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A Taste of Madness

By nick12494 Mar 02, 2012 849 Words
Rodriguez 1
Nick Rodriguez
Ms. Sanchez
English IV
February 17, 2012

A Taste Of Madness

In the play known as Hamlet, written by William Shakespeare, the sane Hamlet occasionally switches between a state of sanity and insanity. When madness complements Hamlet's purpose, he puts on an act of extravagance. On the other hand, when sanity proves acceptable, Hamlet returns to his normal, logical self. Hamlet claims he is "mad north-north-west" (II.ii.376), meaning his sanity is uncontrollable and unpredictable. Hence, in order to achieve his short-term goals, Hamlet shifts between sanity and insanity, which ironically, stalls his chance at revenge.

First off, Hamlet leads into a realm of insanity in order to achieve his short-term goals. Hamlet does so by making use of his alleged insanity as a weapon. He does so by converting insanity into the arrangement of either words or actions. Furthermore, I see being strange that Hamlet shows characteristics of insanity strictly towards enemies or his enemy's allies. A situation in which this was evident, was when Hamlet verbally attacks Ophelia with words: "are you honest" (III.i.104), "are you fair" (III.i.106). Hamlet "speak[s] daggers" (III.ii.387) to Gertrude, because she is an obstacle to Hamlet. Also, Hamlet murders Polonius with such hate that Hamlet guarantees Polonius is "dead, for a ducat, dead" (III.iv.25). Hamlet gravely harms both Ophelia and Gertrude with his words of insanity. This happens while Polonius is sent to the grave with his actions of insanity. All three people, Ophelia, Gertrude, and Polonius, are Claudius' allies, and by hurting Claudius' allies, Hamlet is indirectly hurting Claudius. This is Hamlet's short-term goal: Rodriguez 2

to rid Claudius of allies. Besides using insanity to harm Claudius' allies, the mere presence of Hamlet's insanity troubles Claudius. Hamlet understands the potential of madness; madness blurs reality and shrouds truth, therefore, causing confusion. Claudius sends Rosencrantz and Guildenstern to find out what "unknown afflicts [Hamlet] thus" (II.ii.17). Polonius tries to "find / where truth is hid" (II.ii.155-156). Gradually, Claudius becomes more furious with Hamlet and knows that "madness in great ones must not unwatch'd go" (III.i.90). Hamlet's insanity causes Claudius to send people to uncover the mysteries of his insanity. Hamlet's feigned madness causes Claudius to accumulate anger. Claudius' confusion is Hamlet's other short-term goal. In brief, Hamlet's insanity helps him achieve his short-term goals of eradicating Claudius' allies and confusing Claudius.

On the other hand, Hamlet returns to sanity and uses it as a method of concentration. Whenever Hamlet is sane, he is focused on the current situation. When Hamlet encounters the ghost, he tells it to "speak", because he is "bound to hear" (I.v.7). While speaking with the ghost, Hamlet cries for his "prophetic soul" (I.v.42). Hamlet is also very focused when speaking and listening to Horatio. When Horatio tells Hamlet about the ghost of Hamlet's father, Hamlet asks Horatio to "let [him] hear" (I.ii.194). While sane, Hamlet's thoughts are clear and he is focused on the topic. When meeting his father's ghost, he pays full attention to it. When Hamlet speaks to Horatio about Hamlet's father's ghost, Hamlet listens and speaks with sanity. Hamlet also refers to his "prophetic soul" (I.v.42). Prophets are usually associated with clarity, thought, and knowledge. Since Hamlet states that he has a "prophetic soul" (I.v.42), it shows that his mind is very clear, unlike the mind of the insane. Hamlet's short-term goal is to concentrate when necessary. Furthermore, when Hamlet is alone, his thoughts are very thorough. For example, Hamlet's "to be or not to be" (III.i.57) speech is very clearly thought out. Hamlet's thoughts are much more sophisticated than those of the insane. Hamlet's second Rodriguez 3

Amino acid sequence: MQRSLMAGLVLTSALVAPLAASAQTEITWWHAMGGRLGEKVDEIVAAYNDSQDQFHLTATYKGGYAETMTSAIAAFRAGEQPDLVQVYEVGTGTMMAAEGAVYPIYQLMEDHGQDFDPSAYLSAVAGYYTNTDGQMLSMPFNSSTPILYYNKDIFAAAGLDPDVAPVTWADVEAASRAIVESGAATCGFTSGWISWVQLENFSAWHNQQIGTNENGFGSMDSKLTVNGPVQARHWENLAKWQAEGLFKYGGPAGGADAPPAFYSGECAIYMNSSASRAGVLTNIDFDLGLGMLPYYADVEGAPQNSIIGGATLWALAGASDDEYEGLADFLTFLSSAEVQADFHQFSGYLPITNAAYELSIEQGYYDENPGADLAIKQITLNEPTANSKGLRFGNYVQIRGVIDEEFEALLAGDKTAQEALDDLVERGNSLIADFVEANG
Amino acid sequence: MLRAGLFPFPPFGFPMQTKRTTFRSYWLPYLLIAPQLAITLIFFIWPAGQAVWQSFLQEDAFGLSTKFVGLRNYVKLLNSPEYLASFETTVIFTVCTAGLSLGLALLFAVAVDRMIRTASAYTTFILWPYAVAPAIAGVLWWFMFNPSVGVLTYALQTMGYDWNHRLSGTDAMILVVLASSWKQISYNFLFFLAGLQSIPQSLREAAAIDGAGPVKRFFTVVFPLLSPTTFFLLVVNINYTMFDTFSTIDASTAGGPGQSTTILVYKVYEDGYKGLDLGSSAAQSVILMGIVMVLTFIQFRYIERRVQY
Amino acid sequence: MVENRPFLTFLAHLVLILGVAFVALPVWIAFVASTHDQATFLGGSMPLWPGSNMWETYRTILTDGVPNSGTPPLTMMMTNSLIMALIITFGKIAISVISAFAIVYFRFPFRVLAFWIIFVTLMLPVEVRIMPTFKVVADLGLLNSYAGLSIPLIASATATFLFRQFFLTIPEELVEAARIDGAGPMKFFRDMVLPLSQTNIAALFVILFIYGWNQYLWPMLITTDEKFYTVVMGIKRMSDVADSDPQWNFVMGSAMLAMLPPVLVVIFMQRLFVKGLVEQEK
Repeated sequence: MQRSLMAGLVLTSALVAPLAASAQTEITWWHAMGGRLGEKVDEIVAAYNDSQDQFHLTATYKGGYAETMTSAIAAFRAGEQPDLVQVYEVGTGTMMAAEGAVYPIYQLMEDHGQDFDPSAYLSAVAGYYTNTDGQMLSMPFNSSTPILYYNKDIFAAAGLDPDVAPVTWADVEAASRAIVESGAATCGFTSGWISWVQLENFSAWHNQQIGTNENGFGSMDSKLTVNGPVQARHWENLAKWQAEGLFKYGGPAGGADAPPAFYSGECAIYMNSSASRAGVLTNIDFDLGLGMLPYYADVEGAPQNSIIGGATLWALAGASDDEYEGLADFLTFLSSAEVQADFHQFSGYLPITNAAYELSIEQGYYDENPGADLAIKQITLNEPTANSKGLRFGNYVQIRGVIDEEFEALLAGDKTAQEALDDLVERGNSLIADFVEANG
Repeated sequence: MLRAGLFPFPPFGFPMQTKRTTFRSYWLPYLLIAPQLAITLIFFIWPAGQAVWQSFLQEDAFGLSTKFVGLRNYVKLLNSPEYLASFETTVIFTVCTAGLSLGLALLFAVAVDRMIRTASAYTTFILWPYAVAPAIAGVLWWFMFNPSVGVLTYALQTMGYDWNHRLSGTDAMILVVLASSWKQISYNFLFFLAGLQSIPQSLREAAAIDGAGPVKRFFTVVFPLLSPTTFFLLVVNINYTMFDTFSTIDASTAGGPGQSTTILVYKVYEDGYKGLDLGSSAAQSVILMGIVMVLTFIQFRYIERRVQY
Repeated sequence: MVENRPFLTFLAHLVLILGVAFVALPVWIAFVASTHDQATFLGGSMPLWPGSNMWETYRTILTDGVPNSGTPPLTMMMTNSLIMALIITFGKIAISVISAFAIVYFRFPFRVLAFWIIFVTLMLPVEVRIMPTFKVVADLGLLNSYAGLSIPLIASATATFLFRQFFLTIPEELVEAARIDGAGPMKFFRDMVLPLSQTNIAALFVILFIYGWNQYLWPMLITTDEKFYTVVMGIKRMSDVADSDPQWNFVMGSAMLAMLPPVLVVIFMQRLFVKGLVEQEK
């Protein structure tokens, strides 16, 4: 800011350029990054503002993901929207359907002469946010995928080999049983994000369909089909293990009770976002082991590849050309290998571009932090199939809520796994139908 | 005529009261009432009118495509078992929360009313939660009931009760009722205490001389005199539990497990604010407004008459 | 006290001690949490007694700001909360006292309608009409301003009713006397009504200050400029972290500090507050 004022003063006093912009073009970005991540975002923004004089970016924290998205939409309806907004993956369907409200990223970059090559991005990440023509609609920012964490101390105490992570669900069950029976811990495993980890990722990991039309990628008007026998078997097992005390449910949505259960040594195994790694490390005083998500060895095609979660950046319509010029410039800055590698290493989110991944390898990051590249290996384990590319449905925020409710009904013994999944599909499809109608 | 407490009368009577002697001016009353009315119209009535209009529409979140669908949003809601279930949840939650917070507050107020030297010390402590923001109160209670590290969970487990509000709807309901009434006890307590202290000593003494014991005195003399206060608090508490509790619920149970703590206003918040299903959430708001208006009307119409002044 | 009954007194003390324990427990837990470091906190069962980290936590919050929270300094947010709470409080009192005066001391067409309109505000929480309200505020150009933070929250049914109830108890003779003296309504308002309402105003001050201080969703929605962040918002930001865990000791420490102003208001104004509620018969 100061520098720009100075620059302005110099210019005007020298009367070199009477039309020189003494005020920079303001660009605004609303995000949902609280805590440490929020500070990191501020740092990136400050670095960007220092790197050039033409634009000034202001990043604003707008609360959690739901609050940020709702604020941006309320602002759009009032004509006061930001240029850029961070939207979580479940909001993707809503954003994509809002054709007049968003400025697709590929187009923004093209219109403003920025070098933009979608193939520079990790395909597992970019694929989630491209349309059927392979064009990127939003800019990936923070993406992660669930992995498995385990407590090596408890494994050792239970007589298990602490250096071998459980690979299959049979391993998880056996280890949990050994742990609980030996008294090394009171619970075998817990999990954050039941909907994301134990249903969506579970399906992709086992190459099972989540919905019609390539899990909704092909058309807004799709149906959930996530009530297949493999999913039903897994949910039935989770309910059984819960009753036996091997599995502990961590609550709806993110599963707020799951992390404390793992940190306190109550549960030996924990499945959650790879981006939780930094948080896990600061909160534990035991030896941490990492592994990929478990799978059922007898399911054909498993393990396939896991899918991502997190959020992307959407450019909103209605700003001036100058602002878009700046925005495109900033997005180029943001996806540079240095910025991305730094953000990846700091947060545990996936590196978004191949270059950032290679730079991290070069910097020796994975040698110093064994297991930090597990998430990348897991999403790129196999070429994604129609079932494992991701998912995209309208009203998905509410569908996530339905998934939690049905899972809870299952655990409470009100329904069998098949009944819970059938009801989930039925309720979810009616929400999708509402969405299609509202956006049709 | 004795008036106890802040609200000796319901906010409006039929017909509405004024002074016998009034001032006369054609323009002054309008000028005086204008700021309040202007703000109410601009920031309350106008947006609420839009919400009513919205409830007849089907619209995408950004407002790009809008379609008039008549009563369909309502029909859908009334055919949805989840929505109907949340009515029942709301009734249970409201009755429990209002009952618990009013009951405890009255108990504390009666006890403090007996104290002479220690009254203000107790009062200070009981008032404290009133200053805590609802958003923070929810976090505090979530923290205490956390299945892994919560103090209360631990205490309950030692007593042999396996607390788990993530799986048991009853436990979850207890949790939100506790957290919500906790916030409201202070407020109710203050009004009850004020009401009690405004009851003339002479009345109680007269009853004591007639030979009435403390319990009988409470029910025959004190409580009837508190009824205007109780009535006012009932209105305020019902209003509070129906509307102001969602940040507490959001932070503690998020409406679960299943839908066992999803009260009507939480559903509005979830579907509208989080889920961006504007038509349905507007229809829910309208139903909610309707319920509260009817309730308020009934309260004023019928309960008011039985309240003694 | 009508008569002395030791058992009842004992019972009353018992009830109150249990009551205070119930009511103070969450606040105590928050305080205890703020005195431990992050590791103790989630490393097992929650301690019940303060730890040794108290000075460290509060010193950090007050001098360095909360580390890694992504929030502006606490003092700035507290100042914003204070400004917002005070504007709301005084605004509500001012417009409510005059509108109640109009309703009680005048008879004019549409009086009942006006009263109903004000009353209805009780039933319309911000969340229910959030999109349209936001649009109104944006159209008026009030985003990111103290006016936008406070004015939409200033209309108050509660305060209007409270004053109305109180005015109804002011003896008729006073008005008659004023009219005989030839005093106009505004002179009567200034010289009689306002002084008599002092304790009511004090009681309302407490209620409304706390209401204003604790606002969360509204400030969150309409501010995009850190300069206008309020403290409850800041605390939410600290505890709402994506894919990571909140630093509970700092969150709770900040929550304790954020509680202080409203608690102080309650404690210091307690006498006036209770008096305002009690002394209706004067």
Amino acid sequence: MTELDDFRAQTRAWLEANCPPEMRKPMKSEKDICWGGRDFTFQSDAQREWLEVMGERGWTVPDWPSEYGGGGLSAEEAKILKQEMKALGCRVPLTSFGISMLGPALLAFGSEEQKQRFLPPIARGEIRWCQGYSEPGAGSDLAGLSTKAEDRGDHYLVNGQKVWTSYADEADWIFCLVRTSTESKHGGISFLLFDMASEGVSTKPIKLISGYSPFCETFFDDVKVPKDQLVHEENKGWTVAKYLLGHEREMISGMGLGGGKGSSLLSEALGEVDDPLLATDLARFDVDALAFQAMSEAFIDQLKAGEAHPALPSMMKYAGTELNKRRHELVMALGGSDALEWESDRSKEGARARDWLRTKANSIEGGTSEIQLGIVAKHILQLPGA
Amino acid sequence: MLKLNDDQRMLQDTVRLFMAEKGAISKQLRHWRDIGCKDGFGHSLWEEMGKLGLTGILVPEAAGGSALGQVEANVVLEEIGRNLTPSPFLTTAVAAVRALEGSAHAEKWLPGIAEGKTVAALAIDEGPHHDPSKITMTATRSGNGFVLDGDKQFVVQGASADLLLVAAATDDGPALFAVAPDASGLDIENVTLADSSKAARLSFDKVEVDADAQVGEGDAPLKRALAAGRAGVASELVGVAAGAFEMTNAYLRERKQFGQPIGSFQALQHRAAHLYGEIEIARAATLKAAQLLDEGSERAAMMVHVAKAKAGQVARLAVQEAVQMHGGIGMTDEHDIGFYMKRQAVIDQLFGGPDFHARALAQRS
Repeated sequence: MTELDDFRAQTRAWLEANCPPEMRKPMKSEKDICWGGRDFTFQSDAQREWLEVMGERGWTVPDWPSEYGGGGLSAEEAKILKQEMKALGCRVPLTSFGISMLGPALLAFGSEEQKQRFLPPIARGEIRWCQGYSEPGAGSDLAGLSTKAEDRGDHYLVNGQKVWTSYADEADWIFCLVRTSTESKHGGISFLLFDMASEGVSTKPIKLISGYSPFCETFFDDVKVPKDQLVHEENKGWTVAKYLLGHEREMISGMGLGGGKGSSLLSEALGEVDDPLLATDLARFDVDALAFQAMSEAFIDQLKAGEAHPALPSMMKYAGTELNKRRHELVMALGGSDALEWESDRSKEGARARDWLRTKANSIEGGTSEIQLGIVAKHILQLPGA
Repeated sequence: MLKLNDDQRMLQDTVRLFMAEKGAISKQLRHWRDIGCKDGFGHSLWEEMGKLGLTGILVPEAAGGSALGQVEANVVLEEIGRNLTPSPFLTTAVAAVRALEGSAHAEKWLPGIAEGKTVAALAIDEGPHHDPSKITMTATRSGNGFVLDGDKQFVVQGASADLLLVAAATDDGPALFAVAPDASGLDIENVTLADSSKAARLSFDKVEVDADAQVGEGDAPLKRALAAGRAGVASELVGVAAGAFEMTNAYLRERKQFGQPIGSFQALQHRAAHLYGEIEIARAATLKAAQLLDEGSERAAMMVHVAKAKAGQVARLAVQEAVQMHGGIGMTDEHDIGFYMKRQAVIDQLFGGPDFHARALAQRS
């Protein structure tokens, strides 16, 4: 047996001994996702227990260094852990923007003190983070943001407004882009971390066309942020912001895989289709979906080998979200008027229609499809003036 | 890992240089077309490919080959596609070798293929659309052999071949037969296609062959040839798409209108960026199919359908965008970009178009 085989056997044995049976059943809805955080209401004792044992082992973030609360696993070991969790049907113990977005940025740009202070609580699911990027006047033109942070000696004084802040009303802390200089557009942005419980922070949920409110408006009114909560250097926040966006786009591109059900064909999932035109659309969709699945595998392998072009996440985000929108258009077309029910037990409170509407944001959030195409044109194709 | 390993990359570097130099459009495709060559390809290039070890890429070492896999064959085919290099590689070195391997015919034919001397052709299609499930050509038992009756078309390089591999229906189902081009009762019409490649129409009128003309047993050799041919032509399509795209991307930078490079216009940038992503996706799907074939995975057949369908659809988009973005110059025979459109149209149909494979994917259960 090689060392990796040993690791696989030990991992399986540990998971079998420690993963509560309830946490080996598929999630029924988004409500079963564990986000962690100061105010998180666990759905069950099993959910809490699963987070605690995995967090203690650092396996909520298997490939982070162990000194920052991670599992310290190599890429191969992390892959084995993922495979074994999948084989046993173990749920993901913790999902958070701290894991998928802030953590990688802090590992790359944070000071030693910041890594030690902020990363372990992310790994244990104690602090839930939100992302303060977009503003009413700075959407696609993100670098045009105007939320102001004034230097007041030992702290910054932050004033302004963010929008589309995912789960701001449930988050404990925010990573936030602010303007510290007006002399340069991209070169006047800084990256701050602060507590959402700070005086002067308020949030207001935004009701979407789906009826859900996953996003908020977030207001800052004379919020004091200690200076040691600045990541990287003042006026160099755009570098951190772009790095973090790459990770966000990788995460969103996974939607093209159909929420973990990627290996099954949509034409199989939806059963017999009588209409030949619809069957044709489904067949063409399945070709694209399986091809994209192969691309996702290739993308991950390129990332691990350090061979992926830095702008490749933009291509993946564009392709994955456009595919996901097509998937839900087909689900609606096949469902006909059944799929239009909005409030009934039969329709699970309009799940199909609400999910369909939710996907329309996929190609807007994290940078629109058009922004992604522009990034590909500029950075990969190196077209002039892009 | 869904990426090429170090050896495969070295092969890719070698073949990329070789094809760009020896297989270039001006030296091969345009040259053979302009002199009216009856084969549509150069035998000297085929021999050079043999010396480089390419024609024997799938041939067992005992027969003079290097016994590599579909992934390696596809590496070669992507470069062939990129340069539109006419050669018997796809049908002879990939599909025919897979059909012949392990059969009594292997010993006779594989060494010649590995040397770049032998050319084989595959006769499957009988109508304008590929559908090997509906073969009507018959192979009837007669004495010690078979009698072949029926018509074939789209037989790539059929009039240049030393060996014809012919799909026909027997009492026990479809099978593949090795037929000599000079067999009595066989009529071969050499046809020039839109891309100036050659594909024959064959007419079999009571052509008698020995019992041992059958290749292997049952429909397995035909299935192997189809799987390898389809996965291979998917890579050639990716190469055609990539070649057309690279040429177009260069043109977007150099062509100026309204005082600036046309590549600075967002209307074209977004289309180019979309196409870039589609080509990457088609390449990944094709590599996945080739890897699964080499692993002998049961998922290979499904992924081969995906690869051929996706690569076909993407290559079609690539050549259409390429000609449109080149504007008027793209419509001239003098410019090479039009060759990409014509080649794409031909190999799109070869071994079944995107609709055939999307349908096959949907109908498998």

short-term goal is to philosophize. Through the return into sanity, Hamlet is able to accomplish both his short-term goals of concentration and philosophizing.

However, due to the constant reversal between sanity and insanity, Hamlet's revenge is slowed. Hamlet's mind becomes twisted due to constant changes in personality, between sanity and insanity. Early in the play, Hamlet says that he will put on an "antic disposition" (I.v.173). However, in the last scene of the play, Hamlet tells Horatio that "in my heart there was a kind of fighting" (V.ii.4). At one point he says that he will fake insanity, while later, he says that there is fighting in his heart, which hints insanity. Due to this, Hamlet becomes indecisive. Hamlet's inability to act causes his revenge to be slowed.

Hamlet uses between sanity and insanity in order to achieve his short-term goals. He uses his supposed insanity against enemies and sanity as a way of creating concentration. Yet, with the constant switch of sanity and insanity, Hamlet’s plan of revenge is brought together slower than he may have anticipated

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